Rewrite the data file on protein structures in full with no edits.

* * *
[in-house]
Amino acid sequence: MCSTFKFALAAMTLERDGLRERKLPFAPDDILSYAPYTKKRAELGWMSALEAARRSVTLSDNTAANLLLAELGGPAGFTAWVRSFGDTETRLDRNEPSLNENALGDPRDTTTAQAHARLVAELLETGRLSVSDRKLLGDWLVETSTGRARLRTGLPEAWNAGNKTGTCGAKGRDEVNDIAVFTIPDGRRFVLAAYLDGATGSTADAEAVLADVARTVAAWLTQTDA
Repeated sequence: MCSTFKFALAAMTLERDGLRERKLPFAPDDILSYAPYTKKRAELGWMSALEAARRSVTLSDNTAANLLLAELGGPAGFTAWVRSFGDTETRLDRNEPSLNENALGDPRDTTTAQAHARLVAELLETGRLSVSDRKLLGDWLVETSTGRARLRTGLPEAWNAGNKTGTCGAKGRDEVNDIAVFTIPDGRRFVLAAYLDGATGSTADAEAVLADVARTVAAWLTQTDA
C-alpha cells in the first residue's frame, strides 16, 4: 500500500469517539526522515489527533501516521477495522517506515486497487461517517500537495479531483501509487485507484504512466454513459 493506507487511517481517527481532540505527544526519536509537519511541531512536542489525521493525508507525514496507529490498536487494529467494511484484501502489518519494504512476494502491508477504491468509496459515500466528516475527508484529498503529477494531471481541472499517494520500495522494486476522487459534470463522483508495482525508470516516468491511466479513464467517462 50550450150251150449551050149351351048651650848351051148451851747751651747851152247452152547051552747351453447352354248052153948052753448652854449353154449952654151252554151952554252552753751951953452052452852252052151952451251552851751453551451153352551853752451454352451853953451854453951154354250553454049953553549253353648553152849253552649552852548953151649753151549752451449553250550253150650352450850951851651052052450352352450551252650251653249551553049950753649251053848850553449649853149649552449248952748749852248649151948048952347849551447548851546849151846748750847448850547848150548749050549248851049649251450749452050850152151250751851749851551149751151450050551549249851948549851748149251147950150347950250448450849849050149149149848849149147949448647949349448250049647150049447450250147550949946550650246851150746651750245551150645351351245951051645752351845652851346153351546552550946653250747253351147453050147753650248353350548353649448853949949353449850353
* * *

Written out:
[in-house]
Amino acid sequence: MCSTFKFALAAMTLERDGLRERKLPFAPDDILSYAPYTKKRAELGWMSALEAARRSVTLSDNTAANLLLAELGGPAGFTAWVRSFGDTETRLDRNEPSLNENALGDPRDTTTAQAHARLVAELLETGRLSVSDRKLLGDWLVETSTGRARLRTGLPEAWNAGNKTGTCGAKGRDEVNDIAVFTIPDGRRFVLAAYLDGATGSTADAEAVLADVARTVAAWLTQTDA
Repeated sequence: MCSTFKFALAAMTLERDGLRERKLPFAPDDILSYAPYTKKRAELGWMSALEAARRSVTLSDNTAANLLLAELGGPAGFTAWVRSFGDTETRLDRNEPSLNENALGDPRDTTTAQAHARLVAELLETGRLSVSDRKLLGDWLVETSTGRARLRTGLPEAWNAGNKTGTCGAKGRDEVNDIAVFTIPDGRRFVLAAYLDGATGSTADAEAVLADVARTVAAWLTQTDA
C-alpha cells in the first residue's frame, strides 16, 4: 500500500469517539526522515489527533501516521477495522517506515486497487461517517500537495479531483501509487485507484504512466454513459 493506507487511517481517527481532540505527544526519536509537519511541531512536542489525521493525508507525514496507529490498536487494529467494511484484501502489518519494504512476494502491508477504491468509496459515500466528516475527508484529498503529477494531471481541472499517494520500495522494486476522487459534470463522483508495482525508470516516468491511466479513464467517462 50550450150251150449551050149351351048651650848351051148451851747751651747851152247452152547051552747351453447352354248052153948052753448652854449353154449952654151252554151952554252552753751951953452052452852252052151952451251552851751453551451153352551853752451454352451853953451854453951154354250553454049953553549253353648553152849253552649552852548953151649753151549752451449553250550253150650352450850951851651052052450352352450551252650251653249551553049950753649251053848850553449649853149649552449248952748749852248649151948048952347849551447548851546849151846748750847448850547848150548749050549248851049649251450749452050850152151250751851749851551149751151450050551549249851948549851748149251147950150347950250448450849849050149149149848849149147949448647949349448250049647150049447450250147550949946550650246851150746651750245551150645351351245951051645752351845652851346153351546552550946653250747253351147453050147753650248353350548353649448853949949353449850353